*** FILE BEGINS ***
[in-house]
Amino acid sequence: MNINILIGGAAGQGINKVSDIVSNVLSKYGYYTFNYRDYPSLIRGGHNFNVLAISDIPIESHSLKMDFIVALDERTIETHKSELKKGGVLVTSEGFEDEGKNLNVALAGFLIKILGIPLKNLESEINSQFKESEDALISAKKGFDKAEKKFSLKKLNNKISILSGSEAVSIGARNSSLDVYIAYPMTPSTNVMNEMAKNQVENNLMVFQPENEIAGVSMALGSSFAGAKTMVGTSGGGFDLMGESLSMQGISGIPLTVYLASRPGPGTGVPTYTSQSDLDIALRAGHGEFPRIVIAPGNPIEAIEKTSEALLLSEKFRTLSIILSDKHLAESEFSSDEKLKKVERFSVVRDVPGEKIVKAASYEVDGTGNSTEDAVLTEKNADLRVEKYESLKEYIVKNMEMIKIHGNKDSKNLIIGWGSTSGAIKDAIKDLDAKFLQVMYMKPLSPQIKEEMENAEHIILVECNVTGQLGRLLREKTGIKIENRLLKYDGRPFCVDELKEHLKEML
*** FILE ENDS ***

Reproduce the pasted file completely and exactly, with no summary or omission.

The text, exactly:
[in-house]
Amino acid sequence: MNINILIGGAAGQGINKVSDIVSNVLSKYGYYTFNYRDYPSLIRGGHNFNVLAISDIPIESHSLKMDFIVALDERTIETHKSELKKGGVLVTSEGFEDEGKNLNVALAGFLIKILGIPLKNLESEINSQFKESEDALISAKKGFDKAEKKFSLKKLNNKISILSGSEAVSIGARNSSLDVYIAYPMTPSTNVMNEMAKNQVENNLMVFQPENEIAGVSMALGSSFAGAKTMVGTSGGGFDLMGESLSMQGISGIPLTVYLASRPGPGTGVPTYTSQSDLDIALRAGHGEFPRIVIAPGNPIEAIEKTSEALLLSEKFRTLSIILSDKHLAESEFSSDEKLKKVERFSVVRDVPGEKIVKAASYEVDGTGNSTEDAVLTEKNADLRVEKYESLKEYIVKNMEMIKIHGNKDSKNLIIGWGSTSGAIKDAIKDLDAKFLQVMYMKPLSPQIKEEMENAEHIILVECNVTGQLGRLLREKTGIKIENRLLKYDGRPFCVDELKEHLKEML